The word “sin” in the New Testament Greek is “ἁμάρτημα” “hamartia.” The Greek word hamartia literally means “to miss the mark.” In other words, sin is not doing things the way they ought to be done. In His infallible Word, God tells us how things ought to be done. And sin is when we decide, “I’ve got a better idea–my way.” That’s the essence of sin; deciding that though God has said to do it this way, I’m going to do it my way which is better. Sin is rejecting God’s way for our own way.
Sin is missing the mark. It is missing the whole purpose of life, the whole reason for being here on earth. In Romans 3:23, the Apostle Paul reminds us that, “All have sinned and fall short of the glory of God.” No one is exempt. “If we claim to be without sin, we deceive ourselves and the truth is not in us,” says 1 John 1:8.
Theologians often speak of two different kinds of sins: sins of commission and sins of omission. Both kinds of sin are equally wicked in God’s eyes. Sins of commission are sins that we commit by doing something we shouldn’t do. This kind of sin is easily recognizable. It is something like worshiping other God’s, cheating, killing, lying, manipulating, etc. It’s something someone did that they shouldn’t have done.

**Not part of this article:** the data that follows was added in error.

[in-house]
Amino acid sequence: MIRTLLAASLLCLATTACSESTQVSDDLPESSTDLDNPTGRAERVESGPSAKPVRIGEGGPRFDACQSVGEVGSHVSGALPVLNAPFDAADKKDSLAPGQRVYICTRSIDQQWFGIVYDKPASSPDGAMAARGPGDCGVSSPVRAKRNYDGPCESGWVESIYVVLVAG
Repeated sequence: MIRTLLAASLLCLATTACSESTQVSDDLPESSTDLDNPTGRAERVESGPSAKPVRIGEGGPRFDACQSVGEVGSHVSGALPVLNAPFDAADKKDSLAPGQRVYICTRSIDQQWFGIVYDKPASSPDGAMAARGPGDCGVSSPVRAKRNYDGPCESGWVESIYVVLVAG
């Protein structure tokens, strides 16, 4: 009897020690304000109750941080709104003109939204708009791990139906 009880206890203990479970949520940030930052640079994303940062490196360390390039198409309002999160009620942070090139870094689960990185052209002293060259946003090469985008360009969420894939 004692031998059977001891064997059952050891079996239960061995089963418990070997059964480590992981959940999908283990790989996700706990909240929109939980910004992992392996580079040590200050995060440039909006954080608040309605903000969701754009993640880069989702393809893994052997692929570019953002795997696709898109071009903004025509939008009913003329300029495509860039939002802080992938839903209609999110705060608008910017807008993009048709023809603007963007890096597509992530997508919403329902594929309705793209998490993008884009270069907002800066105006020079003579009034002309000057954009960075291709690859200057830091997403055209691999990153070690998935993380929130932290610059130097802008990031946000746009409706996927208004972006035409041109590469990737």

As you might have guessed, sins of omission are sins we commit by not doing something we should do. James 4:17 says, “Anyone who knows the right thing to do and fails to do it, commits sin.” These are the opportunities God gives us to grow up in our faith, to be more like Christ, to take our discipleship seriously, and to impact the lives of those around us. When we waste these opportunities, we commit the sin of omission.
Second: What is Forgiveness?
“I believe in the forgiveness of sins.” The word translated “forgiveness” in the New Testament writings means, “to let go, to release.” Originally, it was a legal term used to describe the release of debtors from the debts.
God’s forgiveness is a gift. You don’t deserve it, you don’t earn it, you just receive it as a gift. God in His mercy forgives our sins because of Jesus. We are forgiven because Jesus took our sin upon Himself, bore our punishment, and paid the full price. All of God’s wrath against our sin was poured out on Jesus, who absorbed it on our behalf. He died to pay our moral debt and forgive us. “In him we have redemption through his blood, the forgiveness of sins, in accordance with the riches of God’s grace,” says Paul in Ephesians 1:8.
A sinner in God’s eyes is bankrupt. When we come to Christ, accept what he has done on our behalf, the righteousness of Christ, the victory of Christ over sin, is accredited to us. Christ’s death “canceled out the certificate of debt.”
Friends, this is exciting news. It’s glorious news. In 1776, the British Anglican hymn writer Augustus Toplady wrote the great hymn, Rock of Ages Cleft for Me, and he captured the essence of our affirmation today. In this third stanza he said:
Nothing in my hands I bring,
Simply to Thy cross I cling;
Naked, come to Thee for dress,
Helpless, look to Thee for grace:
Foul, I to the fountain fly,
Wash me, Savior, or I die.
“I believe in the forgiveness of sins.” Amen!